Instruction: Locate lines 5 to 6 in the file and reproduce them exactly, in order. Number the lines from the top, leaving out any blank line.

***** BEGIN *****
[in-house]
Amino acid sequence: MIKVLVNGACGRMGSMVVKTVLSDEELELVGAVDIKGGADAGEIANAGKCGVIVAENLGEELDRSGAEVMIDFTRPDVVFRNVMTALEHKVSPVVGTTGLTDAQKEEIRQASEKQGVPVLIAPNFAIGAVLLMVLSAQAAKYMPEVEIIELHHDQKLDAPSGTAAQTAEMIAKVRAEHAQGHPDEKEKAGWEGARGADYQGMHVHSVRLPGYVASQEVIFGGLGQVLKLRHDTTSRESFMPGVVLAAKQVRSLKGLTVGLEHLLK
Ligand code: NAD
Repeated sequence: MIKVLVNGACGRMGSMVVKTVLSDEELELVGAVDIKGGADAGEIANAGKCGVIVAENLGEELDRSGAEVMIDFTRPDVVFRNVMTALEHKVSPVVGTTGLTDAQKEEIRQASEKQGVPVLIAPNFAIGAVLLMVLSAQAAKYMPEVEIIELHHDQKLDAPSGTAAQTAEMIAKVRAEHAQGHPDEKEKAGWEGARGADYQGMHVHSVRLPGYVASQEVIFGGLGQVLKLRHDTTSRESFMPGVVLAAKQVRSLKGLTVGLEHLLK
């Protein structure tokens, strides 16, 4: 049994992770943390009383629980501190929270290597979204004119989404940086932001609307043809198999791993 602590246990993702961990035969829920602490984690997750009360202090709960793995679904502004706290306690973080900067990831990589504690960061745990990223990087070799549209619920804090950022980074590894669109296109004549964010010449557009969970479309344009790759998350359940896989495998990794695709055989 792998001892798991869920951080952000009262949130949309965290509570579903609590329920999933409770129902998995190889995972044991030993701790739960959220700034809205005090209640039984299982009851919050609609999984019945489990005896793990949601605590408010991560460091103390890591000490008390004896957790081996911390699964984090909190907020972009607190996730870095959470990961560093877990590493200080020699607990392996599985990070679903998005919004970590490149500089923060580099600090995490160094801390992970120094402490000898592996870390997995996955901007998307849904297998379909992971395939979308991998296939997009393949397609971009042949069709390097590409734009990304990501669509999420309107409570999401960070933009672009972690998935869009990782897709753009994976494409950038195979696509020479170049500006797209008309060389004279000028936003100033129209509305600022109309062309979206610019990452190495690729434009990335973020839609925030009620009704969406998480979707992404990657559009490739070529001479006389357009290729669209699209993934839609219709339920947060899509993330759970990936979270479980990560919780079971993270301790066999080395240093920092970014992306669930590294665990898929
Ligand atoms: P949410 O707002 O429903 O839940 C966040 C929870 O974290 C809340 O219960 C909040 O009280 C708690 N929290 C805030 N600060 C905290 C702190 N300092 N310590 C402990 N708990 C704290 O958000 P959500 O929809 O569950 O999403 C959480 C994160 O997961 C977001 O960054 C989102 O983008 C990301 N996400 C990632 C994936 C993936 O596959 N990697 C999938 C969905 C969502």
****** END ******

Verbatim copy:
């Protein structure tokens, strides 16, 4: 049994992770943390009383629980501190929270290597979204004119989404940086932001609307043809198999791993 602590246990993702961990035969829920602490984690997750009360202090709960793995679904502004706290306690973080900067990831990589504690960061745990990223990087070799549209619920804090950022980074590894669109296109004549964010010449557009969970479309344009790759998350359940896989495998990794695709055989 792998001892798991869920951080952000009262949130949309965290509570579903609590329920999933409770129902998995190889995972044991030993701790739960959220700034809205005090209640039984299982009851919050609609999984019945489990005896793990949601605590408010991560460091103390890591000490008390004896957790081996911390699964984090909190907020972009607190996730870095959470990961560093877990590493200080020699607990392996599985990070679903998005919004970590490149500089923060580099600090995490160094801390992970120094402490000898592996870390997995996955901007998307849904297998379909992971395939979308991998296939997009393949397609971009042949069709390097590409734009990304990501669509999420309107409570999401960070933009672009972690998935869009990782897709753009994976494409950038195979696509020479170049500006797209008309060389004279000028936003100033129209509305600022109309062309979206610019990452190495690729434009990335973020839609925030009620009704969406998480979707992404990657559009490739070529001479006389357009290729669209699209993934839609219709339920947060899509993330759970990936979270479980990560919780079971993270301790066999080395240093920092970014992306669930590294665990898929
Ligand atoms: P949410 O707002 O429903 O839940 C966040 C929870 O974290 C809340 O219960 C909040 O009280 C708690 N929290 C805030 N600060 C905290 C702190 N300092 N310590 C402990 N708990 C704290 O958000 P959500 O929809 O569950 O999403 C959480 C994160 O997961 C977001 O960054 C989102 O983008 C990301 N996400 C990632 C994936 C993936 O596959 N990697 C999938 C969905 C969502």